A sedentary lifestyle has been linked to a host of health issues, including obesity, back pain, and osteoporosis. Sitting is dangerous enough to be considered the new smoking, according to JustStand.org. The average U.S. adult sits for eight hours each day, reports U.S. News, but that number is higher for many people who may work in desk chairs, watch television or read on the sofa, and otherwise relax while reclining.
A spate of studies has been released calling sitting deadly, and many of them reveal that even exercise isn’t enough to stave off the health impacts of a sedentary lifestyle. While exercise is important, researchers say, it’s as important to intersperse activity throughout the day to break up long periods of sitting.
A study in the Archives of Internal Medicine found that adults who sat for at least eight hours per day were 15% more likely to die in 15 years than people who sat for no more than four hours per day, according to U.S. News.
The risks are even more pronounced for people older than 60, according to research from Northwestern University. Scientists found that the risk of disability doubled for each hour a person spent sitting, regardless of how much a person exercised.
Scientist Dorothy Dunlap says:
“This is the first time we’ve shown sedentary behavior was related to increased disability regardless of the amount of moderate exercise…Being sedentary is not just a synonym for inadequate physical activity.”
The study examined nearly 2,300 people over the age of 60 who wore devices called accelerometers to measure their movement. Gathering objective data was important because researchers said older people and those who are overweight tend to overestimate the amount of physical activity they’re getting.
So what are the top health risks from sitting?
1. Heart disease
Sitting decreases the rate of blood flowing through the body, limiting the fresh supply of nutrients delivered to all the organs, including the heart. Prolonged sitting has been linked to higher rates of cholesterol, blood pressure, and cardiovascular disease, according to The Washington Post.
Those who spend most of their days seated have about the same heart attack risk as smokers, says Dr. Martha Grogan, a Mayo Clinic cardiologist.
Sitting for more than five hours per day has also been linked to heart failure, reports USA Today. The newspaper quotes Dr. James Levine, inventor of the treadmill desk and a professor with Mayo Clinic and Arizona State University, suggesting that people should try to move for ten minutes every hour. Levine says:
“If you’ve been sitting for an hour, you’ve been sitting too long.”
Many people sit at desks or on sofas with poor posture. The neck might be leaning forward for a closer look at the computer and the back is often hunched. When sitting, by definition, the body is still. Consequently, the bones, muscle, and cartilage of the back and spine stiffen, losing flexibility.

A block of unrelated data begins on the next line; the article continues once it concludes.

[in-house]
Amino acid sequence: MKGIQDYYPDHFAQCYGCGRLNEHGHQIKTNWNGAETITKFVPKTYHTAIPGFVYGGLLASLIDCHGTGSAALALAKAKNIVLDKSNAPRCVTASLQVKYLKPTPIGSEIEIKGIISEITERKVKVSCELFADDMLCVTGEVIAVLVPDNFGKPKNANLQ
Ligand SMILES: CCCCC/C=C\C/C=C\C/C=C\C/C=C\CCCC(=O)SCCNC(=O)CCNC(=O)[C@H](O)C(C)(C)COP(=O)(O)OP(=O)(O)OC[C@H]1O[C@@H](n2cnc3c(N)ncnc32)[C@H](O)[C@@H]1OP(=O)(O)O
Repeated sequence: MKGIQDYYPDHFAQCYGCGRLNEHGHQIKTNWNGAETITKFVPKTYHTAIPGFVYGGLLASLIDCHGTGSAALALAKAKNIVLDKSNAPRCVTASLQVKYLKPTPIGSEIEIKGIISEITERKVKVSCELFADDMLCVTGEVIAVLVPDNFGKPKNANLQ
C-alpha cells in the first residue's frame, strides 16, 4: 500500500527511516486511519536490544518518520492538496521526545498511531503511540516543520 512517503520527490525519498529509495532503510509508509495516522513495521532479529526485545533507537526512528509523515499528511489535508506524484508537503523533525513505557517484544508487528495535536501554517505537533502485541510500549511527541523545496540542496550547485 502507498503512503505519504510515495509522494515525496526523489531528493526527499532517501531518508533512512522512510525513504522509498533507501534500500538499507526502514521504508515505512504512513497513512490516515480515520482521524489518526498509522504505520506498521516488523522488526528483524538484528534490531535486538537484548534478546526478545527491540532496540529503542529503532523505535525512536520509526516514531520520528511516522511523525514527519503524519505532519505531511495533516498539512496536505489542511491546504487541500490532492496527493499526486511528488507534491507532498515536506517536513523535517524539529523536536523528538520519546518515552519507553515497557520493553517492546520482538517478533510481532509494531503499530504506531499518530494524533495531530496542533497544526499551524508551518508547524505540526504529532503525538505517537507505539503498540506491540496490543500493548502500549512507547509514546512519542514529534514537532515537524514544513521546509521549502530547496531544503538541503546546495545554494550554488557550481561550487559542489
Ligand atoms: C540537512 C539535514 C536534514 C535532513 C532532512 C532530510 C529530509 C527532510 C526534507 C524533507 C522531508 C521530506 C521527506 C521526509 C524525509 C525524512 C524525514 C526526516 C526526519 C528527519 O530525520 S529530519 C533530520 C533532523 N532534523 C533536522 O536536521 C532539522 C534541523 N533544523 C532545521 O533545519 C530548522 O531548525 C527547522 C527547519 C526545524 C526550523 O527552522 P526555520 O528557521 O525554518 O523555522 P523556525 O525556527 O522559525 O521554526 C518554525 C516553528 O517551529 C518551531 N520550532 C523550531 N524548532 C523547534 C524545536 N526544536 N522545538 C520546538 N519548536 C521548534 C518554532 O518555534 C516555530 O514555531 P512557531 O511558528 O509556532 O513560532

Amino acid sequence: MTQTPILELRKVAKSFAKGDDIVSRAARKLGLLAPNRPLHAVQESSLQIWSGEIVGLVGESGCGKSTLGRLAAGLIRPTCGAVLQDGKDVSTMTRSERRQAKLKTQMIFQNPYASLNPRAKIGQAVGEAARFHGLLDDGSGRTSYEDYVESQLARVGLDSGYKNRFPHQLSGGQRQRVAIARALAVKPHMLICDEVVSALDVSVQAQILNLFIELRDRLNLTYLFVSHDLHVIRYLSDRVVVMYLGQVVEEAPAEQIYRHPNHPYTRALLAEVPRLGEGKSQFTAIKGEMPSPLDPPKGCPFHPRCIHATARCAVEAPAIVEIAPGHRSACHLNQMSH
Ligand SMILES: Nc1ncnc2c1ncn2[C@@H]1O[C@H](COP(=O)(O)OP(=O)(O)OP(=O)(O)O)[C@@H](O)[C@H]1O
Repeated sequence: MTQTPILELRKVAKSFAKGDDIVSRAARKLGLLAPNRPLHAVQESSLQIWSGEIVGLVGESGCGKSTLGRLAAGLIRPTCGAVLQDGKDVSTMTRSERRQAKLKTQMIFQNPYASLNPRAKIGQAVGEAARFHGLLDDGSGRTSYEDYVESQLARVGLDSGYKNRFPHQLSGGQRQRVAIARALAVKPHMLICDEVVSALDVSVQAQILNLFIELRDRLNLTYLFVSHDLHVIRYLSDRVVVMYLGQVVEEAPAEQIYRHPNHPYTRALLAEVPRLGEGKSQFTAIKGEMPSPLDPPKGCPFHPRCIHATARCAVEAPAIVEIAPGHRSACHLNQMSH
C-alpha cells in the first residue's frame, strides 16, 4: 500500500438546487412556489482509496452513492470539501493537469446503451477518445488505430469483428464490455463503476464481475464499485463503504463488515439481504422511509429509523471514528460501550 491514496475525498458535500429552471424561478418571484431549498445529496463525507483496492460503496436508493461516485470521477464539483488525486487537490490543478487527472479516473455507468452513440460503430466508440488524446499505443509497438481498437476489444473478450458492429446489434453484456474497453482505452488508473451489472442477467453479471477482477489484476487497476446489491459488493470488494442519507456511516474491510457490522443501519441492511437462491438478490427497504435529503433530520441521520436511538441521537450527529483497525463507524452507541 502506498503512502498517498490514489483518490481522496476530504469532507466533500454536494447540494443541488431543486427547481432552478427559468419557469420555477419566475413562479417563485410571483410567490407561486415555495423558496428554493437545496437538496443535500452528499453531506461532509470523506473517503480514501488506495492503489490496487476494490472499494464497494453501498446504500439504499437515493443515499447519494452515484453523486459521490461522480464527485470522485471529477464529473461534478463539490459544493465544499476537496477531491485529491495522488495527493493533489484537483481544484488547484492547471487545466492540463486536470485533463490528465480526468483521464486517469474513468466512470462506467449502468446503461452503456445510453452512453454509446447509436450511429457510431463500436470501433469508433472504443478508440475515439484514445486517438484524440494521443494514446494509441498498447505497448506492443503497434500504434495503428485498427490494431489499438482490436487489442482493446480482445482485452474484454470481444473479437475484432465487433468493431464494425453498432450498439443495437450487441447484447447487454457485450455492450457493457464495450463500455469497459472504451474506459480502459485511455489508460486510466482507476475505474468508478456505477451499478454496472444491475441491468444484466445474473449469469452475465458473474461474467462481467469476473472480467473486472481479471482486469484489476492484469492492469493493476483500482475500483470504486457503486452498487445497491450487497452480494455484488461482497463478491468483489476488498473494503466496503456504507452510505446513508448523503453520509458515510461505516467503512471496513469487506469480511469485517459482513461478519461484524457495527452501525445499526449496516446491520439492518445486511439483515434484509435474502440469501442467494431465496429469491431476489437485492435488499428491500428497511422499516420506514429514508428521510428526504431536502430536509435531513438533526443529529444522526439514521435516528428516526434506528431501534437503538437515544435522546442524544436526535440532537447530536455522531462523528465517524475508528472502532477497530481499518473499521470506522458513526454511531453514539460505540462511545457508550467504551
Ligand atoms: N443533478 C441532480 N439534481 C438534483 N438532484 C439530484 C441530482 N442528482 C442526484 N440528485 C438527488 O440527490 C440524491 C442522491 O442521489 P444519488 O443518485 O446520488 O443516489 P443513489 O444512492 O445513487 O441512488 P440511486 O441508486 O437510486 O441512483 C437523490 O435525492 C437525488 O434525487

These factors contribute to back and neck pain. While some risk of pain can be mitigated by sitting with good posture, it’s best to rise and move every hour or so, even if it’s just to drink a glass of water.
Strong bones require weight-bearing activity. Sitting increases the risk for osteoporosis, a disease of thin bones that are more prone to breaking. Researchers believe that the increasing number of cases is related to the prevalence of sedentary lifestyles, according to The Washington Post.
4. Weight gain
Expanding waistlines are the target of a multitude of weight loss products and the cause of concern for many people. It’s not all about aesthetics—weight gain has been linked to disorders such as diabetes, some cancers, and osteoarthritis, according to the Centers for Disease Control and Prevention.
While sitting may contribute to weight gain, which can increase the risk of diabetes, long periods spent in a chair are enough in itself to increase risk of the disease, according to research published in Diabetologia.
The study found that limiting time spent sitting is more important than exercise when it comes to reducing the risk of diabetes. Researchers cautioned the findings don’t negate the importance of exercise. Instead, they emphasize how problematic long periods of sitting are.
How to mitigate the dangers of sitting
We’ll talk in more detail on this blog about options like standing desks and taking breaks to walk around, but there are a few ways to reduce the health risks of sitting right now.
One option includes swapping out a chair for a stability ball. These balls require core engagement to stay balanced and so they work the muscles even though the body is still.
While in a traditional chair, be sure to maintain good posture, with the back straight. Switch chairs if needed, making sure to find one with adequate lumbar support.
Part of the problem with sitting is the reduced blood flow and muscle constriction it creates. By doing a few simple chair exercises, you can increase circulation and work muscles without standing. Try ankle flexes and circles, repeating each exercise ten times and completing the set on both sides.
The hips tighten when seated, so simple hip stretches may feel good. With the left leg remaining on the floor, take the right ankle and rest it on the left knee, keeping the foot flexed to protect the knee. If it feels good, bend forward slightly to access a stretch in the hip.
To release the spine, do a simple spinal twist. Place the right hand on the left knee and the left hand behind you. Gently twist, making sure to keep the spine straight. Hold for three to five breaths before switching to the other side.
What do you think about the dangers of sitting?
Image by Mish Sukharev via Flickr
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